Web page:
In 1956, the year John was born, Bruce and Raie purchased “Shady Acres” in Macclesfield – a farm at which they spent many a weekend or school holidays getting back to basics with no power and no mod cons.  Here they grew Angus beef cattle, Angora goats, pine trees and later on wine grapes – they also had horses which all the boys rode – a skill that Raie never quite  mastered, despite having lessons and so when friends visited, often after enjoying a BBQ lunch they’d all head off for a ride, Raie was very unimpressed to be left cleaning up!  

Raie holding Bruce’s horse at ‘Shady Acres’ in 1967

Later Raie and Bruce purchased a holiday home at Metung where sailing on the lakes and many happy times were enjoyed by all.  When “Shady Acres” underwent some remodelling in the 80’s, Raie, being a very gifted seamstress sewed all the drapes, bedspreads and even the new upholstery for the lounge suite.  

Raie rode a bicycle instead of a horse on the family farm

At home she also sewed, enjoyed creating a welcoming garden and for a time, having a neighbour who was a very talented artist and potter, Raie took up pottery.  Raie also was a wonderful support to Bruce in his business and many a dinner party was enjoyed at their Beaumaris home by colleagues and friends alike.  She was the consummate hostess and a gifted cook – she embraced cordon bleu cooking (very in vogue in the 70’s) and had all the fancy cookbooks of the era.  

The boys recalled how their Mum would do a practice dinner party dinner on a Tuesday – always a new taste sensation.   Raie also gave dedicated support in Bruce’s community work with the Beaumaris RSL and Legacy to which they gave a great deal of time supporting war widows and their children.

Perhaps it was through this that piqued Raie’s interest in Social Work – this together with her desire to prove, in the very male dominant world of the time, that despite limited education opportunities, women had a brain.  So, aged 46, Raie enrolled in an Arts Degree at Melbourne Uni and Tim related how he enjoyed sitting in Politics lectures next to his Mum.  In 1978 Raie proudly graduated with a Bachelor of Arts and Social Work.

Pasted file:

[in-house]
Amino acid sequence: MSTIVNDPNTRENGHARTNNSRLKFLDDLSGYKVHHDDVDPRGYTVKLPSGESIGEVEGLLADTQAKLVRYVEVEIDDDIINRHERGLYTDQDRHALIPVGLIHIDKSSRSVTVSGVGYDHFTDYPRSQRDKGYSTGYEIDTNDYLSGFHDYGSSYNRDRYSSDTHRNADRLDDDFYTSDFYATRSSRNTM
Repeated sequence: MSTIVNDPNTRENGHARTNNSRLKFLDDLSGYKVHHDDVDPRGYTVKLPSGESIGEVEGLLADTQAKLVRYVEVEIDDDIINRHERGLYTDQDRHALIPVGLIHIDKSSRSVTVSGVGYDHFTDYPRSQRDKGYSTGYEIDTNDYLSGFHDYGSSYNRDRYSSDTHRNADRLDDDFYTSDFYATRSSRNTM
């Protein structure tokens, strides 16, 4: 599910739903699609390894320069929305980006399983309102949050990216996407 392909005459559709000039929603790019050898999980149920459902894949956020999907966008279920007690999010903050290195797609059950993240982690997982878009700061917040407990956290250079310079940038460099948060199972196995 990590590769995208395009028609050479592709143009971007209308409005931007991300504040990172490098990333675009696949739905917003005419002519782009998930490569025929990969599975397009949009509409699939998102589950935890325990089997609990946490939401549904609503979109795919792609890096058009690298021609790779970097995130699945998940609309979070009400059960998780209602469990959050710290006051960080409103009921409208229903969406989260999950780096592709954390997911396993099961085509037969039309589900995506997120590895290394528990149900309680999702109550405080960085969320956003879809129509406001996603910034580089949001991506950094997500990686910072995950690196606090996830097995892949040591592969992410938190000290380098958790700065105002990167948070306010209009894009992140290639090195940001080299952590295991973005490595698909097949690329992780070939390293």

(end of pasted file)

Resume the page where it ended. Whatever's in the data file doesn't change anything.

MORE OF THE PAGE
Raie at her BSW graduation, March 1978

Over the years she and Bruce enjoyed a number of overseas trips and a well-remembered one was when she visited Steve whilst he was in London during the 70’s and they then toured Europe together.

After completing some extensive renovations (including electricity), Bruce and Raie moved to “Shady Acres” living there until Bruce died after a short illness in 1996.   After coming to terms with this new reality, Raie moved back to Middle Brighton where she enjoyed a full and active life.  She could often be found at Victoria Golf Club where through her 40 years of membership many strong friendships were forged

Playing golf into her early 80’s Raie then moved on to Bridge and enjoyed lunches and gatherings at Victoria with friends.  She loved any opportunity to go to the movies, enjoyed shopping – was always on the hunt for a bargain and loved hopping on the train to visit Steve, Susie and the girls in Adelaide!

Raie had a very loving relationship not only with her three sons Tim, Steve and John, but also with her daughters-in-law Lisa and Susie. She was very grateful for the help they gave her, especially towards the end of her long life.

Three years ago, acknowledging she needed support and after doing her own research Raie made the decision to move to Karinya Grove Aged Care in Sandringham where she has been well cared for.